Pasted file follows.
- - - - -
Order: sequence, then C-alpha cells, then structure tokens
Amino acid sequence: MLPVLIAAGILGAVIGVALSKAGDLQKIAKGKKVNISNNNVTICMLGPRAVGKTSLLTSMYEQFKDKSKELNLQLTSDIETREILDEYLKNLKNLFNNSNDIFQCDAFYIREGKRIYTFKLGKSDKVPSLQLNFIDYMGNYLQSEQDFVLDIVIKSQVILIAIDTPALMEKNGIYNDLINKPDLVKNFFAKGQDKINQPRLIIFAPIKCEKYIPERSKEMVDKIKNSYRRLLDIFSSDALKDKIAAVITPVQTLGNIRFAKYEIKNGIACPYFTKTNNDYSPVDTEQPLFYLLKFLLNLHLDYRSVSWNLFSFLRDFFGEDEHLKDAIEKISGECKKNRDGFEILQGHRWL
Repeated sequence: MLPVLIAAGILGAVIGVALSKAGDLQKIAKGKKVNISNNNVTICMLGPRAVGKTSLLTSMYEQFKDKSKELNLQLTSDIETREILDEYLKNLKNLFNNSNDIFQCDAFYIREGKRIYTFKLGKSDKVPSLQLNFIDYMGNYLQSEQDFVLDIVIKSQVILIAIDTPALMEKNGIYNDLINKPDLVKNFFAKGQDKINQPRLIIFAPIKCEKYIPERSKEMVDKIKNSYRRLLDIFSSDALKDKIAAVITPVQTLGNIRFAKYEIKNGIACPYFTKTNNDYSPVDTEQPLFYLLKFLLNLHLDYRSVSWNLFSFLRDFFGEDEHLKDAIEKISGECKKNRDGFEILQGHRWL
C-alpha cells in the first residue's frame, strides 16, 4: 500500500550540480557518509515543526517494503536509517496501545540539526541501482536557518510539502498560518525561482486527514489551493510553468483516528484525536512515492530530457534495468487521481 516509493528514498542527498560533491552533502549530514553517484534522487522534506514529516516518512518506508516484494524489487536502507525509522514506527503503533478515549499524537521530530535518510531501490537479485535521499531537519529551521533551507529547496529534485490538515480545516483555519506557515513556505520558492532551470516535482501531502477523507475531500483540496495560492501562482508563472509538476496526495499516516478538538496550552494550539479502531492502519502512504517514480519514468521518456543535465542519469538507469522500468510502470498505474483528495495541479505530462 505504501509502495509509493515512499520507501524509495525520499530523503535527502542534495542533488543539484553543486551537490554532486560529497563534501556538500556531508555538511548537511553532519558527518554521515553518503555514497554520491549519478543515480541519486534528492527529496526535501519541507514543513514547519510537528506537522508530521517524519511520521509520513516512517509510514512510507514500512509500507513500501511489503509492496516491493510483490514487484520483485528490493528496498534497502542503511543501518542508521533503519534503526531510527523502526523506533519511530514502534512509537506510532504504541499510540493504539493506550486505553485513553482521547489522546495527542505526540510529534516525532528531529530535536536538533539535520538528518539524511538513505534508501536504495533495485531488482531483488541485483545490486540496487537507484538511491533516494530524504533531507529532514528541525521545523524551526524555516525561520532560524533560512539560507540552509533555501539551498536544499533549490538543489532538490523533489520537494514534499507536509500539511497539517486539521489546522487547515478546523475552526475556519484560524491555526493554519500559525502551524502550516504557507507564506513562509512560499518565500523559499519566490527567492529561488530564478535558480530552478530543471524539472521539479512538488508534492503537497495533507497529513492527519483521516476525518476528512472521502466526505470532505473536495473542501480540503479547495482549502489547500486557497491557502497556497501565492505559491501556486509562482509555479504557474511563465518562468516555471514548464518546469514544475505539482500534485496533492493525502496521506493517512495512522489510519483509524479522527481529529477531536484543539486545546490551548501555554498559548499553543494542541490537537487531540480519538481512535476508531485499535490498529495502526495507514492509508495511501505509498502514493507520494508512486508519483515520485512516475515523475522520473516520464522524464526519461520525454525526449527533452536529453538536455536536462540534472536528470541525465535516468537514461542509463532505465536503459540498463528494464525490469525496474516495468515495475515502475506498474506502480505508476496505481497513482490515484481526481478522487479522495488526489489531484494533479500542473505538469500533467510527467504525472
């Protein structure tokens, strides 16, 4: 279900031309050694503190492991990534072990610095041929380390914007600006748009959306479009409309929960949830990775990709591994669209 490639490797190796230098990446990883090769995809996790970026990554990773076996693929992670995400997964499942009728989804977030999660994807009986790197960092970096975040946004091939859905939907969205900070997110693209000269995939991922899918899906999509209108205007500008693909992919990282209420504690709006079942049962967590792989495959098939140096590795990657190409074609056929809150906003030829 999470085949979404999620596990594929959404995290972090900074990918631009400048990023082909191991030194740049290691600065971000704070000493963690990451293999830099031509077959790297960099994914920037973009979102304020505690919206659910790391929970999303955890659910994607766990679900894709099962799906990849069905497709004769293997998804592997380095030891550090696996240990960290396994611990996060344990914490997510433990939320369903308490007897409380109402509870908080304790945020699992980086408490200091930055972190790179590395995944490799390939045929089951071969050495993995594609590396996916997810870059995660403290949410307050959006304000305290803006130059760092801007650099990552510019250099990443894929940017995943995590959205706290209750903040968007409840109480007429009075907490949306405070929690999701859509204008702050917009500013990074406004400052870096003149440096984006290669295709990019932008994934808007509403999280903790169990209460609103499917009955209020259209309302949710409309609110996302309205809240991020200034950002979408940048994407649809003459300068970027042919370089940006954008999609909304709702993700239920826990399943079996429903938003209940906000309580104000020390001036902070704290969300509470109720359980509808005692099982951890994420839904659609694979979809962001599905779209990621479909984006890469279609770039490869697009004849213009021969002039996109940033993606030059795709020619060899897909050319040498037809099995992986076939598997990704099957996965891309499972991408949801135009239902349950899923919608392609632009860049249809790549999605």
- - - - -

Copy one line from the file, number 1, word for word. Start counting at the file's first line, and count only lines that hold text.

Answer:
Order: sequence, then C-alpha cells, then structure tokens